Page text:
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Dons to mark refugees contribution

21 April 2017

MK Dons have joined football clubs across the country to celebrate the contribution refugees have made to football, as part of a new Amnesty International initiative.

Football Welcomes, a weekend of action for football clubs coordinated by Amnesty, marks the 80th anniversary of the arrival in the UK of some of the first refugees to play professional football here. They were child refugees from the Spanish Civil War, evacuated to the UK after the bombing of Guernica on 26 April 1937.

Supported by the English Football League, a range of Premier League clubs and the FA Women’s Super League, Football Welcomes also aims to highlight the important role football clubs can play in promoting community cohesion.

Kate Allen, Director of Amnesty International UK, said: “Refugees have made an important contribution to this much-loved game and their communities throughout the years.

“We are delighted that so many football clubs, who lie at the heart of these communities, are embracing this. They have a key role to play in helping to promote respect, understanding and integration.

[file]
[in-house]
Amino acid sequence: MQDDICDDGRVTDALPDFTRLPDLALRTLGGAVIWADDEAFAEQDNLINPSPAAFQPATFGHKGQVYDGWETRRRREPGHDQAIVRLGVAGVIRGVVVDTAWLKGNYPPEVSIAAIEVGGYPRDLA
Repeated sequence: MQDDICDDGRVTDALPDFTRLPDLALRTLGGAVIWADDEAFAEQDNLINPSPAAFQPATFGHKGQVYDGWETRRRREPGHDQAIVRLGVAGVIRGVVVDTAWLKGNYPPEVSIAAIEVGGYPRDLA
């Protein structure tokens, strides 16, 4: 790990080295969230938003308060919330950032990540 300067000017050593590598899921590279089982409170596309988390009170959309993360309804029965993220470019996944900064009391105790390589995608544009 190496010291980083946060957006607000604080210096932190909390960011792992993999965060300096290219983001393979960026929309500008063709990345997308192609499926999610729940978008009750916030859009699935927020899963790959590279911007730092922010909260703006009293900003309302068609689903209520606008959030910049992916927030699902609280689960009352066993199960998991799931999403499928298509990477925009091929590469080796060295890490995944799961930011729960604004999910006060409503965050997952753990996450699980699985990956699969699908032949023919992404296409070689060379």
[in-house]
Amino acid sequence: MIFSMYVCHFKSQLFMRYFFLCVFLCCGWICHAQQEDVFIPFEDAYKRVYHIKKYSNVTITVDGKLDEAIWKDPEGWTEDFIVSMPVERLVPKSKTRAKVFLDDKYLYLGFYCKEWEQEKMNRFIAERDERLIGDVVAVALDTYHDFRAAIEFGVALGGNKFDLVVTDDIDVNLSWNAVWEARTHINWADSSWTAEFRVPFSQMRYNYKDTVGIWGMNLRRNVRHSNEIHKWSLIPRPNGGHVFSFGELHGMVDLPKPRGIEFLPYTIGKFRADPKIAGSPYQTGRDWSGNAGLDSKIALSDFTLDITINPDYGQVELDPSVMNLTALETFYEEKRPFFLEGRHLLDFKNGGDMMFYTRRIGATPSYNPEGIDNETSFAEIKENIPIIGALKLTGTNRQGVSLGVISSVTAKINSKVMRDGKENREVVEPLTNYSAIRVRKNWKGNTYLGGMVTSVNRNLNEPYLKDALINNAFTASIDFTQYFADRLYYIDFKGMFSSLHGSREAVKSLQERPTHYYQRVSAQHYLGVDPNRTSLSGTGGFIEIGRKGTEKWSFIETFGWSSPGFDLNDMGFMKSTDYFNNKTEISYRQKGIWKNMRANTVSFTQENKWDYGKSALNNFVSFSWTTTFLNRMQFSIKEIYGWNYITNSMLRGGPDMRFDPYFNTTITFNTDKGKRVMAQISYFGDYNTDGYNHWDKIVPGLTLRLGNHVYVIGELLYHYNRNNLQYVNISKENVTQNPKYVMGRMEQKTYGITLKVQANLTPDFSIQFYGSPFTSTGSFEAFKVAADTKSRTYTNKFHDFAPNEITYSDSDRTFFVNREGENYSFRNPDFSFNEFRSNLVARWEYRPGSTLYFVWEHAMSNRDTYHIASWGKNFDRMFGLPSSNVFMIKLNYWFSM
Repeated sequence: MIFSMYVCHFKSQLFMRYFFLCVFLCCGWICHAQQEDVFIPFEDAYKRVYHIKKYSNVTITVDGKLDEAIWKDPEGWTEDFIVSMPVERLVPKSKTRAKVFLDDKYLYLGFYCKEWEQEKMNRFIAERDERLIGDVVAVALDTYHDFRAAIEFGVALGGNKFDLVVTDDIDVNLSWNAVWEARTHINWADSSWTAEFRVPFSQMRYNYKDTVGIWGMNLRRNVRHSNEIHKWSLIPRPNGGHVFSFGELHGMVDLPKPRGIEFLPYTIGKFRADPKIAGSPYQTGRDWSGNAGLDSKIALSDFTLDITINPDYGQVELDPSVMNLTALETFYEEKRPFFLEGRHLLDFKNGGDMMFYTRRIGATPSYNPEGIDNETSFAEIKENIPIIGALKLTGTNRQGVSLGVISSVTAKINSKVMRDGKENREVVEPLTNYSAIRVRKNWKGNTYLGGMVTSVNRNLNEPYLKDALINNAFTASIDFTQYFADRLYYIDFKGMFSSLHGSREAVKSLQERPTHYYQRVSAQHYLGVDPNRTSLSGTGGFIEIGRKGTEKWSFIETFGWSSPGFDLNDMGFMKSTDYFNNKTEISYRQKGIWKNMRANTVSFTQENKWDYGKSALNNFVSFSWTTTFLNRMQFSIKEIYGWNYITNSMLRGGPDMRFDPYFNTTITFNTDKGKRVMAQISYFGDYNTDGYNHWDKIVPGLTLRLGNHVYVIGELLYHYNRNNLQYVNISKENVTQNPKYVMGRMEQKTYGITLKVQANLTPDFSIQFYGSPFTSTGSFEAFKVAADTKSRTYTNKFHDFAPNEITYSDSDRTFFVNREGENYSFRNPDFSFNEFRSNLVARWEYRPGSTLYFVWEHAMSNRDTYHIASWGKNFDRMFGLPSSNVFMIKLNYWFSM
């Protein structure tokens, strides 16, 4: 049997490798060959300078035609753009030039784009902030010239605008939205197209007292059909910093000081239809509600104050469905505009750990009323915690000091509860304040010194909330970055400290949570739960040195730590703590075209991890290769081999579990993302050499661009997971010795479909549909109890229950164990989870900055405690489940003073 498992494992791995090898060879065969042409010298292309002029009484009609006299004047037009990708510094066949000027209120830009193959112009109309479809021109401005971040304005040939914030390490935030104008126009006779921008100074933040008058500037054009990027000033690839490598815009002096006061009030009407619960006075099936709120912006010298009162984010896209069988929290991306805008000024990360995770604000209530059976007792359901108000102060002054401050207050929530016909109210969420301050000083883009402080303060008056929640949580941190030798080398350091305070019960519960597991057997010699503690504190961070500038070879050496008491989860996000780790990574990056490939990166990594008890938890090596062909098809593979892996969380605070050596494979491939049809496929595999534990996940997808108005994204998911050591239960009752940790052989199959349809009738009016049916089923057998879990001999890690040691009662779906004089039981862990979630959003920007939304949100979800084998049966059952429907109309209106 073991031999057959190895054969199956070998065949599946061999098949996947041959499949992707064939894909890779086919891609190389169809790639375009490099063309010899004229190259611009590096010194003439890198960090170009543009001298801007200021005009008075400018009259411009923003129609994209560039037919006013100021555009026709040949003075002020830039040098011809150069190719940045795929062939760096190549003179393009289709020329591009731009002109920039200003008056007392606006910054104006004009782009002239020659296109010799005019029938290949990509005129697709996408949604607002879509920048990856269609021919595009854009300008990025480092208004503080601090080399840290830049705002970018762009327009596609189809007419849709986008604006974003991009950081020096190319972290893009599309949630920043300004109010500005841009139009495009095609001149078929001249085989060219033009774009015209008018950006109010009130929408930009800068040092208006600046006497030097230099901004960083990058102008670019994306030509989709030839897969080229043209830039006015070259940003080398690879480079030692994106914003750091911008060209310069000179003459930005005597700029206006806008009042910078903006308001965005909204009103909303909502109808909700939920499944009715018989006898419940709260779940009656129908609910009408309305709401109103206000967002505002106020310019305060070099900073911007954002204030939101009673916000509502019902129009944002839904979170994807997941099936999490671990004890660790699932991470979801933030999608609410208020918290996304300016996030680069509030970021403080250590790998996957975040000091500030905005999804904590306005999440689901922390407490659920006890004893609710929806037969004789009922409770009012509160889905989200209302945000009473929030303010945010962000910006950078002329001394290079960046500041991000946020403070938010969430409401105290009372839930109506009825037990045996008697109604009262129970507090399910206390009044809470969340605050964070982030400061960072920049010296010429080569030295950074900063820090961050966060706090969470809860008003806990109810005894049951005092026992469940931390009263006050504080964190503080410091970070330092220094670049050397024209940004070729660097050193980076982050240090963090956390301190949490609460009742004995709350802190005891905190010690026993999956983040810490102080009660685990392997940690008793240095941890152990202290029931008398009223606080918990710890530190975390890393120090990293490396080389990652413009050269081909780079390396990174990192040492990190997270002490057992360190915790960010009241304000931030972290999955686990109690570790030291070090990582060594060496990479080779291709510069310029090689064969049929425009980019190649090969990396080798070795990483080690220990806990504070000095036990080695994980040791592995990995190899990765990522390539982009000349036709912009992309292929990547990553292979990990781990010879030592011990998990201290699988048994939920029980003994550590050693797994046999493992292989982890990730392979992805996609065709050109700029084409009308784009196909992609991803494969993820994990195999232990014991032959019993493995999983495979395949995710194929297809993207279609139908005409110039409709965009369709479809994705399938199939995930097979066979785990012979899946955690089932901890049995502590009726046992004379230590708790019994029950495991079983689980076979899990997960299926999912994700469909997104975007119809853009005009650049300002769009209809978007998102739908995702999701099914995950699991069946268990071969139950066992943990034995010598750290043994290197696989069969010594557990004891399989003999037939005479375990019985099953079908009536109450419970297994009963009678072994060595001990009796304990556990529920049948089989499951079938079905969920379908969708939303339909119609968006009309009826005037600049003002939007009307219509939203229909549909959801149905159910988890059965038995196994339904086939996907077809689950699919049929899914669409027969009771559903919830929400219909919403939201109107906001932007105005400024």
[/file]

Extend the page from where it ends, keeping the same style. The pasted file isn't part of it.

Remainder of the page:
“Eighty years on from the bombing of Guernica in the Spanish Civil War, horrific violence is again forcing many people to flee their homes, leaving everything behind as they look for safety elsewhere.

“We’re very pleased to be working with football clubs to help make refugees who have come to the UK feel welcome. This is the first year of Football Welcomes and we’d love it to become a key fixture in the football calendar for years to come.”

Football Welcomes is part of Amnesty International’s I Welcome campaign for a better international response to the global refugee crisis.  The campaign encourages local communities to work together to create a more welcoming environment for people fleeing conflict and persecution.

Shaun Harvey, EFL Chief Executive, said: "The EFL is proud to be supporting Amnesty International's Football Welcomes campaign to recognise the significant and lasting contribution refugees have made to the professional game over the past 80 years.

“Just this month in the Checkatrade Trophy Final the opening goal was scored by Gael Bigirimana, who moved to England in 2004 from Burundi, a goal that helped secure his club a memorable victory at Wembley.

"Our 72 clubs are at the very heart of our communities across England and Wales and have an integral part to play in community cohesion.”

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